Mass School Shootings in America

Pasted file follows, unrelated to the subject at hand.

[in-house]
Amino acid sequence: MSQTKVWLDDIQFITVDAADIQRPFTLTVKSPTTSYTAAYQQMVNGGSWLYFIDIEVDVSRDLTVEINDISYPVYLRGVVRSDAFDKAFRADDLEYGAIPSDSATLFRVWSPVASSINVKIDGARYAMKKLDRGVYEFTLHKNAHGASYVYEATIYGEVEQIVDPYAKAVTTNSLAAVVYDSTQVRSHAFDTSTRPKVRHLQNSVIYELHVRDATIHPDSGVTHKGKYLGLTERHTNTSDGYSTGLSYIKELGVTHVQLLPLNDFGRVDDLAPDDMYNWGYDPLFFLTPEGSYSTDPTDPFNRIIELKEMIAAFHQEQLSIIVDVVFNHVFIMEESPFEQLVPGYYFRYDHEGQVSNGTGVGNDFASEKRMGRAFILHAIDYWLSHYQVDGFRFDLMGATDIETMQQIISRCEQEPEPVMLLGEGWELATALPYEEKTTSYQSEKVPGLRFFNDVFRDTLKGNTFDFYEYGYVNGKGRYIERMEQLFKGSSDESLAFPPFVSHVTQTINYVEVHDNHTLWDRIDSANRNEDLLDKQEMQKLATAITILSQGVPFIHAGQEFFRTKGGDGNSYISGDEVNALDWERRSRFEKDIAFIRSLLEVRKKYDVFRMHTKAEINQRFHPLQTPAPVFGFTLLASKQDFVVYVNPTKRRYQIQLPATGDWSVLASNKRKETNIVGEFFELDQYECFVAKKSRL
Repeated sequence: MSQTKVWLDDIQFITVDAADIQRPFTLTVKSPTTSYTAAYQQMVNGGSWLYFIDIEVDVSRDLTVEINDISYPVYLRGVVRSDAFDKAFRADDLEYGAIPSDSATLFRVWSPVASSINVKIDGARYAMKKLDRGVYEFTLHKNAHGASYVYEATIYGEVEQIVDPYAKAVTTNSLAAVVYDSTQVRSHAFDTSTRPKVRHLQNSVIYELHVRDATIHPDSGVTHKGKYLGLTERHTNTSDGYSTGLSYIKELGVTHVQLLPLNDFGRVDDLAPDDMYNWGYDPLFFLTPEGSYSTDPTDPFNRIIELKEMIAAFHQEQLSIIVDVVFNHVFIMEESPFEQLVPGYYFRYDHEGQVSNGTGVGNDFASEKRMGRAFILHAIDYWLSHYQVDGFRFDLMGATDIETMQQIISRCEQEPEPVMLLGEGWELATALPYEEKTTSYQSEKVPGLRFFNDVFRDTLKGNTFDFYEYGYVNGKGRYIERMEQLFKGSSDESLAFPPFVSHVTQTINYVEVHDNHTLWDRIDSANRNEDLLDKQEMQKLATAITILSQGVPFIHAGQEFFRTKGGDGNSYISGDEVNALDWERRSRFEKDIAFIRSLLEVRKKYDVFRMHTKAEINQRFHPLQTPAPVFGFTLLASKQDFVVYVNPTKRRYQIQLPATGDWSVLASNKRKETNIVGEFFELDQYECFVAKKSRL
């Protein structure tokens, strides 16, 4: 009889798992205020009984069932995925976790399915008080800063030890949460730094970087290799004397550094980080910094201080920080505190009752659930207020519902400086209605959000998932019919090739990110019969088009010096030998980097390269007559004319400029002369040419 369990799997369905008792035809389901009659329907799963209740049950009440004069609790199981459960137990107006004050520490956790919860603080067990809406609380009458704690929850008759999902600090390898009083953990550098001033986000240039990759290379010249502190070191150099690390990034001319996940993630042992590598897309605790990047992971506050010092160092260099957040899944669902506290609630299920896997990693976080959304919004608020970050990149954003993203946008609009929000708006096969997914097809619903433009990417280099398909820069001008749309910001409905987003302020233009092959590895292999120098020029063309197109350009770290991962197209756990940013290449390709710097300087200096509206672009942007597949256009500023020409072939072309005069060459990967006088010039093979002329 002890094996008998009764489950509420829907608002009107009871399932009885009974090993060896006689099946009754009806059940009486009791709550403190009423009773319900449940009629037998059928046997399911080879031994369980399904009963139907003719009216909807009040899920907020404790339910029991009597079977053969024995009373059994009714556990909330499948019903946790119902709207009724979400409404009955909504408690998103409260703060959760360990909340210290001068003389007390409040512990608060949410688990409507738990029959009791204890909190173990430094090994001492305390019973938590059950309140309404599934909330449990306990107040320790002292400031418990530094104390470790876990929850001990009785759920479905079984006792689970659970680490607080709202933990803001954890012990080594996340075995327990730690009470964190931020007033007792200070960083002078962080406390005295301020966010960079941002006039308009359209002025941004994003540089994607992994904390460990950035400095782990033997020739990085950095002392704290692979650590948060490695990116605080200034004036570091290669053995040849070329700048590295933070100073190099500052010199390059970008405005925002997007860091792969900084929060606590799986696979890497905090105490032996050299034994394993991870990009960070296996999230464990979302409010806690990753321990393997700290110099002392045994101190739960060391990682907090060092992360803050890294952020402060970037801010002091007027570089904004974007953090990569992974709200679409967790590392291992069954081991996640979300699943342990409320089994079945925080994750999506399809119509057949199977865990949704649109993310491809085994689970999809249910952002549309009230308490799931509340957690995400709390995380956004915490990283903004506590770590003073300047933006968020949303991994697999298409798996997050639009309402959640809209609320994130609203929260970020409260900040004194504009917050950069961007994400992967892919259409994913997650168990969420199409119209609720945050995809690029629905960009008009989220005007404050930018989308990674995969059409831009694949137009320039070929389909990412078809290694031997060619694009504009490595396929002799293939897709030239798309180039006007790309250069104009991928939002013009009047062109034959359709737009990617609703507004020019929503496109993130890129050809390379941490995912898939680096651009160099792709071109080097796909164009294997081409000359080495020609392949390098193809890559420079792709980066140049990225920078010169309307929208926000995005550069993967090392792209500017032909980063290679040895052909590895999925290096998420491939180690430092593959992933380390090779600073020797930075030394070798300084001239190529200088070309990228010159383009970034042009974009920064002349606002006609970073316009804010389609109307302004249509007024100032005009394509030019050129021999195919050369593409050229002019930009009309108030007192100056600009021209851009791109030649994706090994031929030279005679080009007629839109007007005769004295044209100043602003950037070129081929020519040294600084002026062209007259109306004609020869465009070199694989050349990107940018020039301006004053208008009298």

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American schools became dangerous places at the end of the twentieth century. Children as young as twelve and thirteen came to school not to study but to shoot as many people as possible. Even as these students transformed schools into war zones, teachers and other students did what they could to restore order and to save lives. In doing so, they became unlikely heroes on America’s latest battlefield. Although violence in schools is nothing new, multiple shootings are. According to the 1999 Annual Report on School Violence, the number of such shootings increased from one in 1994-95 to five in 1997-98. Tragically, the epidemic of violence continued, and in December 1999, one television newscast called a shooting in Oklahoma the ninth nationwide since 1997 (NBC Evening News). The most serious incident occurred on April 20, 1999, when two teenagers in Littleton, Colorado killed fifteen of their classmates (Health and Administration Development Group 6). Why so many children committed mass murder in so short a time is a mystery. In the past, some crimes were justified because they were committed “against an unjust system” (Devine), but these school shootings were not attached to any worthy causes. One writer has summarized many factors that may have played a part in these shootings. He mentions parental neglect, a breakdown of societal morality, the easy availability of assault weapons, the lack of metal detectors, [and] the perverse influence of violently graphic video games and films, of certain kinds of music and of material on the Internet. (McBrien 19) To these general causes we may add a desire for celebrity. Many of the killers seemed to be copycats, merely imitating the violence they heard and saw in the news. However, ... ... middle of paper ... ...not revenge, but healing. “I’d talk to him like a friend,” he said. “I’d see why he did it and I would pray with him” (Bragg, “Forgiveness”). Mass school shootings have been a nightmare for many students, parents, and teachers. No doubt, the tragedy of this needless violence will not be restricted to the twentieth century. Psychologists and educators have looked for answers, but they have found few that really can help them anticipate and prevent random, apparently unmotivated acts of violence. Metal detectors, school evacuation plans, and improved counseling can reduce the likelihood of another tragic killing spree. However, if and when violence erupts, the first line of defense will remain heroic teachers and students who, in times of crisis, act courageously and selflessly to save others and to start the process of healing.
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